Demonstrate the MVP
Communicate the definition of an MVP to any key stakeholders and sprint participants to ensure that your collaborators understand the role of an MVP. Ensure that they understand the benefits and shortcomings of the tool and how it might improve over time, with the right support from stakeholders.
Share your product with anyone who has helped you along the way! Use this as an opportunity to open up a dialogue with community members and share how and why you built this prototype. Consider hosting a “Demo Day”, an event where you publicly launch and showcase your product to your community.
Launch and collect feedback
Create permanent channels for users to submit feedback about the tool. This might be adding a comment form, providing contact information for the product owner, creating usability guides for open-source documentation, and more.
Continue incorporating feedback into the design of the tool and hand off recommendations to the product owner.
Plan for long-term sustainability and iteration
Work across city/county and community teams to chart a path toward sustainability of the product, including by identifying funding streams and decision-making about the tool’s future.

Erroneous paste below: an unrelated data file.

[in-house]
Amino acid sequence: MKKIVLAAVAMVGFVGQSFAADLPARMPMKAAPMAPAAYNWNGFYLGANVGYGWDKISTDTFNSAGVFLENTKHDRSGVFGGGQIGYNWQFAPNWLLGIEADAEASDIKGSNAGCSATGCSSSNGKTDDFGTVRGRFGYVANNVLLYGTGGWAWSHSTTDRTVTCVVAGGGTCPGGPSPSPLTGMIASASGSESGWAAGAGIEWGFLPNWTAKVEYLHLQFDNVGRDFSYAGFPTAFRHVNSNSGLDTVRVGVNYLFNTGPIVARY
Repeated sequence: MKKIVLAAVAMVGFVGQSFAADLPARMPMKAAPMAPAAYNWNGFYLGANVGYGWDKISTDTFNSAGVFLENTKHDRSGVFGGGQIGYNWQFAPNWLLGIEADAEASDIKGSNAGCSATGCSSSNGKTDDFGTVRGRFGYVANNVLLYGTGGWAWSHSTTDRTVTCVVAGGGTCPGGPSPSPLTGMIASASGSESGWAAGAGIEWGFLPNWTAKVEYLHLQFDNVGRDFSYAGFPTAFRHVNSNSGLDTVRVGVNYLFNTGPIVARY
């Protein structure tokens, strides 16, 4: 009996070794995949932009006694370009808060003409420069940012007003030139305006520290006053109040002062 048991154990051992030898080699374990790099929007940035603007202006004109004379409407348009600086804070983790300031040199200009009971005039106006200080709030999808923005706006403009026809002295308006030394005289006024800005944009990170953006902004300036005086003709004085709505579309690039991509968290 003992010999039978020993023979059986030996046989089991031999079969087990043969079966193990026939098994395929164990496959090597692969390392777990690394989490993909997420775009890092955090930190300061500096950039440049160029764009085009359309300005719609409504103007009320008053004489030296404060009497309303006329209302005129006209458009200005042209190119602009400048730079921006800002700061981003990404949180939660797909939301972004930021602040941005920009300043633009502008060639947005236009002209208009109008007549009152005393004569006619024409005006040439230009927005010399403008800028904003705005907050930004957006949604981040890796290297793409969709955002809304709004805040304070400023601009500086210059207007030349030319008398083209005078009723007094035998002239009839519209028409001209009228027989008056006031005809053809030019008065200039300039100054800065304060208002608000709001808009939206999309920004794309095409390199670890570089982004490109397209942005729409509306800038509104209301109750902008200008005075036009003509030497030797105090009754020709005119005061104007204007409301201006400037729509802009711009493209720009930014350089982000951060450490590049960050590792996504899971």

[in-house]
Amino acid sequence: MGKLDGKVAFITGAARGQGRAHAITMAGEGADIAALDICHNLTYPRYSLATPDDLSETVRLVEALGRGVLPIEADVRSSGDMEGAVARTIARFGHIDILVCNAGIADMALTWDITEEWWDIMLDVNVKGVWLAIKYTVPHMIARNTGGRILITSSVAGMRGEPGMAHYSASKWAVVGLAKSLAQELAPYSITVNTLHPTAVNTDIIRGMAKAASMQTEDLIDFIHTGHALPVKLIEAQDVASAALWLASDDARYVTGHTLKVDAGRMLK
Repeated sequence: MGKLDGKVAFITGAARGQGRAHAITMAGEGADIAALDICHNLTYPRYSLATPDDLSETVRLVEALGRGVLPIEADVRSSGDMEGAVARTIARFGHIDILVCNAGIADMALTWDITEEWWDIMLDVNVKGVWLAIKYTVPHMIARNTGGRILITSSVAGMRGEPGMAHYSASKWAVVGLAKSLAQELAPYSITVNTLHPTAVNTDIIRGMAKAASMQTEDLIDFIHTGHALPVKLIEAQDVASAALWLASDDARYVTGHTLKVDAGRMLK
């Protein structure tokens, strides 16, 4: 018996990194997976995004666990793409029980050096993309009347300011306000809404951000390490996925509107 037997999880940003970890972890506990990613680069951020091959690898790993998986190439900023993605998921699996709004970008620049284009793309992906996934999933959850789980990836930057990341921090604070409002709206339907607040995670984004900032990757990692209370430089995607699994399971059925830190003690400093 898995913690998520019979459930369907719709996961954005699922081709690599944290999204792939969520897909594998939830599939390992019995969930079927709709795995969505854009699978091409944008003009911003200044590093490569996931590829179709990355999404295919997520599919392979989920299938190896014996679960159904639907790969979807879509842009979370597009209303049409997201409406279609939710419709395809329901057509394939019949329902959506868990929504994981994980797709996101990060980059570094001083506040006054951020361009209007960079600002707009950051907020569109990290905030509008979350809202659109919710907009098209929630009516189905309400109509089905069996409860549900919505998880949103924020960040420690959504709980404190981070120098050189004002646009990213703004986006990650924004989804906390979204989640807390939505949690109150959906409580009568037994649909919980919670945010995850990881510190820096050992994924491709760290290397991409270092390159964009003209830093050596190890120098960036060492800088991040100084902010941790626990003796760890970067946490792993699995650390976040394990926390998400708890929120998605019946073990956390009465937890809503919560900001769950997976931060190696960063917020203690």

Identify which tech team participants will be available to support with tech transitions. Ensure you have a plan for hosting the tool and sharing access to adapt source code.
Develop a sustainability memo that highlights key takeaways, including ownership, funding streams, community partners/programs, and high-level strategic goals. Share this memo with your partners and key stakeholders!
Now that you’ve launched the first prototype of your product, you can start working with your team to make sure the product can continue to grow and change over time. In this phase, you may need to work with a wider range of stakeholders to ensure your product has a long-term home and consistent resourcing.
Explore ways to support product ownership
If your sprint team’s product owner is still getting the hang of product ownership or if you need more time to build a consistent product development pipeline, take time after your sprint to work through what capacity you need to support your prototype from a product management perspective moving forward.
Make plans to hire people with product management or development skills once you’ve completed the sprint so that you’re able to bridge any skills gaps required post-sprint.